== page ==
Here's a study of a man involved in a bad auto accident. He had massive blood loss, and his brain was deprived of oxygen for a while. He develops demyelinated lesions in his brain and has an overactive bladder.
Unlike previous reports of hypoxic-ischemic demyelination, our patient lacked any cortical abnormalities, presumably due to isolated white matter changes. This report alerts physicians to the possibility of hypoxic-ischemic demyelination due to global hypoxia-ischemia as an etiologic factor for neurogenic bladder.
http://www3.interscience.wiley.com/jour ... 9/abstract
Here's a man who suffered from hypoxia due to carbon monoxide poisoning.
A 40-year-old male presented with acutely oncoming neuropsychiatric symptoms in the form of extrapyramidal disturbances, personality change, behavior changes and urinary incontinence. One month prior to this symptomatology, he had been found unconscious in his closed room where a coal fire was burning overnight. He recovered completely in two days with supportive therapy. Magnetic resonance imaging during this presentation showed bilateral white matter changes suggestive of demyelination.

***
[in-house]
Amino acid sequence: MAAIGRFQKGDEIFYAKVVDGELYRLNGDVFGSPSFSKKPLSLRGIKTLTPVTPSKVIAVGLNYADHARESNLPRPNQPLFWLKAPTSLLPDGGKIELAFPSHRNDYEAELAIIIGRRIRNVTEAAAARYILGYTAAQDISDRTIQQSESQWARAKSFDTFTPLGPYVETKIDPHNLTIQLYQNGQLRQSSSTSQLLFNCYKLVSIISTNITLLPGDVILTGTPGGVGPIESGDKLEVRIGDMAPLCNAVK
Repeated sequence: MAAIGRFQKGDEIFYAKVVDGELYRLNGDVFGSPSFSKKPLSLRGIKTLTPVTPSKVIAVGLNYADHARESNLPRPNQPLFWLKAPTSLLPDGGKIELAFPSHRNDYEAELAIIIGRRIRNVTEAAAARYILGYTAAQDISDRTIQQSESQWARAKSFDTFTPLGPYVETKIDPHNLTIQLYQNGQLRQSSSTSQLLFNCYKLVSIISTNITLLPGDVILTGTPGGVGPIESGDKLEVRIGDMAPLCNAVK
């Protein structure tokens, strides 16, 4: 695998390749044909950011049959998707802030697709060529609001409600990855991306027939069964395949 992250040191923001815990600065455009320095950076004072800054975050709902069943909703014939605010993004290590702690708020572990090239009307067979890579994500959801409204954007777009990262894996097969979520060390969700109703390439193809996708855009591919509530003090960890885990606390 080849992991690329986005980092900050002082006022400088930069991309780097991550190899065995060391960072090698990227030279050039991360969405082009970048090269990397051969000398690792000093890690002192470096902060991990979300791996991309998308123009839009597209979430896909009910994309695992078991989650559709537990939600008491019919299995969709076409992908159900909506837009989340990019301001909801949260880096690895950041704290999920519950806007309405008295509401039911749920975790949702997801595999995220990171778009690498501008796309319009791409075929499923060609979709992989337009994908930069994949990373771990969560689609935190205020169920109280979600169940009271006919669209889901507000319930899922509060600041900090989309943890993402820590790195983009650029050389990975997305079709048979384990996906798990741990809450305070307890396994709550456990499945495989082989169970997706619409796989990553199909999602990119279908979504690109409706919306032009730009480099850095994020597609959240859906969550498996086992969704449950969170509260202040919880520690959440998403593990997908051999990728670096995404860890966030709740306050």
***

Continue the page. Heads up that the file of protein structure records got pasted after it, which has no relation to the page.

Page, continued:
Both of these men recover, once the hypoxic incident is over, the brain gets oxygen again, and the lesions eventually heal.
If MS is a chronic, ongoing hypoxic insult to the brain and spine, due to CCSVI...it could be exacerbated by any event when further lessens oxygen to the brain...high altitude, viral or bacterial infection, vasoconstriction. More lesions are formed, the damage continues.
The hypoxia created by CCSVI is chronic, ongoing, but much slower than what happened in the studies above. It takes many years to develop damage. Restore oxygen to the brain and spine, and healing and remyelination should take place.